Customer Training: Becoming a Better Citizen and Human Being


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Hello, everyone. You’re here today because it has come to the attention of the public that you are in dire need of training in the area of “Customer.” No, no, not training in customer service, but in actually being a customer. Your records of interaction with those of the retail and service industry have been rated at sub-par levels; this training will equip you with the skills you need to interact successfully and politely with retail/service employees.

To help you recognize that all Retail/Service Industry employees are, in fact, members of society, their job titles will be capitalized, suggesting that they are humans with names and feelings.

Please open your binder to the blue tab entitled “Consumer Myths.” We’ve all heard the following phrase: “The customer is always right.” This is false. There are times when you, the Customer, are in fact wrong. Please see the example below for clarification.

Incorrect Interaction:

Customer: (leaning in to double check items on screen) You rang up the shampoo wrong.

Cashier: Excuse me?

Customer: The V05. It’s supposed to be buy one, get one free.

Cashier: Oh, ok. Let me send someone back to check the aisle.

Customer: I know what the tag said! It’s BOGO!

Cashier sends Bagboy to check the price. Customer visibly becomes agitated at the cashier, avoids eye contact, and taps finger impatiently. Bagboy returns and states that the Suave shampoo was buy one, get one free, not the V05.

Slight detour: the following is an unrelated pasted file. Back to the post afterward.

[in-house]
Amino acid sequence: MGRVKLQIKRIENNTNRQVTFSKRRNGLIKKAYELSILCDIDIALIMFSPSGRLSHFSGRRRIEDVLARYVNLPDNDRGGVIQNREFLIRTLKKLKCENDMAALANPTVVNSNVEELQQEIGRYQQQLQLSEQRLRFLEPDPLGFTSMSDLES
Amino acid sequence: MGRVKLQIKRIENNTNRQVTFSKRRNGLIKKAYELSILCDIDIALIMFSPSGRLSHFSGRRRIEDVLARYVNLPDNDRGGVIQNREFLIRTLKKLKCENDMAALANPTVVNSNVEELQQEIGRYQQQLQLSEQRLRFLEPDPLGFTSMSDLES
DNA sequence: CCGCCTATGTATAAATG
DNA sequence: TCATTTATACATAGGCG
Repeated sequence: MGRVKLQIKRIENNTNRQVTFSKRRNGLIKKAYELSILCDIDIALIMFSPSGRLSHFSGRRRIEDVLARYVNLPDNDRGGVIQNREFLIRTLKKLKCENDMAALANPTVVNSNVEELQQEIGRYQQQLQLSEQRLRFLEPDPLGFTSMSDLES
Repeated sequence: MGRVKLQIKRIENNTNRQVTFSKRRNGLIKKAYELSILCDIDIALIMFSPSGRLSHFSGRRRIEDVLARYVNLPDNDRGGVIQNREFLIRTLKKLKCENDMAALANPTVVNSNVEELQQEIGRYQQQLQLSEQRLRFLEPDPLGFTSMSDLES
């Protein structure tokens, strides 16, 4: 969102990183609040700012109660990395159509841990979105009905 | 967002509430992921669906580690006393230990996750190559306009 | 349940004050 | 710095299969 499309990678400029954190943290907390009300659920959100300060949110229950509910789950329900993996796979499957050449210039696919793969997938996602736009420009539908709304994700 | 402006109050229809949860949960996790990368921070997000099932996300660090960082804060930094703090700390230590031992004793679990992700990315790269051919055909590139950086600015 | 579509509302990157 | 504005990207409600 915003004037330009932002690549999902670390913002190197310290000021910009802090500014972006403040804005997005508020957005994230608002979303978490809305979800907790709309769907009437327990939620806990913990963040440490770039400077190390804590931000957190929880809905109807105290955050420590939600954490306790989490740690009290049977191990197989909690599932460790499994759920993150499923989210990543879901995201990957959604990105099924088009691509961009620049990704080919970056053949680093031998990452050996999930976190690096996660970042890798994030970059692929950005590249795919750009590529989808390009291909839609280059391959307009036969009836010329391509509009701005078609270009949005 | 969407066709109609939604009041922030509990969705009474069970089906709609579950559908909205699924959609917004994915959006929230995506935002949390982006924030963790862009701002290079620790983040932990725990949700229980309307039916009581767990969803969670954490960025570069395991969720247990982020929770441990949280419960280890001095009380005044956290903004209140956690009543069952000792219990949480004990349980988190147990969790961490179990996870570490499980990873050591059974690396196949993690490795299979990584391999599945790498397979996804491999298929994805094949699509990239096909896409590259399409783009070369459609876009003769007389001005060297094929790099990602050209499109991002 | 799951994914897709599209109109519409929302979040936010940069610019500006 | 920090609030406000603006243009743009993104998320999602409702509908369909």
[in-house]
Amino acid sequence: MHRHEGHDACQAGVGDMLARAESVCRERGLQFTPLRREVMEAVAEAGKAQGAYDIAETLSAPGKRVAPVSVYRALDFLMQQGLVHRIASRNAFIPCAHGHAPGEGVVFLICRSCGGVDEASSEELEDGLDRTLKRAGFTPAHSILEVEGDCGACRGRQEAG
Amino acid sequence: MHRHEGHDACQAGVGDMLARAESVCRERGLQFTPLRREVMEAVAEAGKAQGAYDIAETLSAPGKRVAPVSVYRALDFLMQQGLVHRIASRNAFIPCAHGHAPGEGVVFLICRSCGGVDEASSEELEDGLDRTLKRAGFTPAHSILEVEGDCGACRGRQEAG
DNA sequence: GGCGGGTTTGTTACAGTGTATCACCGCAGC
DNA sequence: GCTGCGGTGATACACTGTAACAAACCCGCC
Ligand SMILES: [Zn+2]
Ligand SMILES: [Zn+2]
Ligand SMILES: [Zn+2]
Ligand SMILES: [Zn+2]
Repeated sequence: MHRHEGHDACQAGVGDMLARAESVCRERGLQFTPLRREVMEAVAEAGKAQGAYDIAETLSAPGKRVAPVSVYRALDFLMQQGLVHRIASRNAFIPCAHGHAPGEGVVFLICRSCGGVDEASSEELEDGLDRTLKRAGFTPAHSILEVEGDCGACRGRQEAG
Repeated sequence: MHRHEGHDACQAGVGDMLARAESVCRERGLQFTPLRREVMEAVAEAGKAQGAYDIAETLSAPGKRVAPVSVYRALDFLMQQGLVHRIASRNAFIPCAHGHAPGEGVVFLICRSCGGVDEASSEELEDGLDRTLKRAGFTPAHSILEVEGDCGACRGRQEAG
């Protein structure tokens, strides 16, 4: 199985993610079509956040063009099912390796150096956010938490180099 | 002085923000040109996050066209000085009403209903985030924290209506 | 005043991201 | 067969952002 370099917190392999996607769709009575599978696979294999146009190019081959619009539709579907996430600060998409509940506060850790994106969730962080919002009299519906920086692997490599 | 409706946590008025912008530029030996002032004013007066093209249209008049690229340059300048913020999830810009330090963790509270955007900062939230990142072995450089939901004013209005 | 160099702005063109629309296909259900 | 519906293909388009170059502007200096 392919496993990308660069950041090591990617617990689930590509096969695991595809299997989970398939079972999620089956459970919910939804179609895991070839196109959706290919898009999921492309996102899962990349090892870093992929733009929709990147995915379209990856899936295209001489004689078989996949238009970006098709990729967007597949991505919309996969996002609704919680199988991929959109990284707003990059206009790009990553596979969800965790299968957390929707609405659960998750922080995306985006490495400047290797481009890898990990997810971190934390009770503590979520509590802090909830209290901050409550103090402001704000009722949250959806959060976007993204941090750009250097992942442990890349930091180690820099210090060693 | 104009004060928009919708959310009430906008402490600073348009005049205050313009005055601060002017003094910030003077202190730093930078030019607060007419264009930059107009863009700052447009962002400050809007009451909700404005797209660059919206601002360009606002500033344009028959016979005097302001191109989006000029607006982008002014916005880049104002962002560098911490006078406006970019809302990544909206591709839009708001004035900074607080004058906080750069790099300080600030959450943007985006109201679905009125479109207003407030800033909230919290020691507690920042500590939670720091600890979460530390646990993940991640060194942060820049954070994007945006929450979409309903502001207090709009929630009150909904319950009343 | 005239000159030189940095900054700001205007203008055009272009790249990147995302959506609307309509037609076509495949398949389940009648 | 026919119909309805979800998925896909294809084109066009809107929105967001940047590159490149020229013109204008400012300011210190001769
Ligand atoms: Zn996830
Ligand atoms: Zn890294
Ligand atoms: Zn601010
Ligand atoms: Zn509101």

Customer: I want to speak with a manager. The tag was in the wrong place, and I demand the deal be given to me.

Cashier turns on blinking overhead light to indicate she needs a manager’s assistance. Customers behind in line start to become agitated.


Now, let’s examine the correct way to interact with the cashier in the same situation.

Correct Interaction:

Customer: Excuse me, I think the shampoo was rung up incorrectly (notice how the Customer blames the computer system rather than the Cashier).

Cashier: Oh, I’m sorry. What’s it supposed to be?

Customer: I thought I saw a tag that said the V05 was buy one, get one free.

Cashier: Ok, I’ll send someone to go check that for you.

Bag Boy runs and checks while Customer waits patiently.

Cashier: I’m sorry ma’am, but the sale applies only to the Suave products. Would you like me to put these back for you?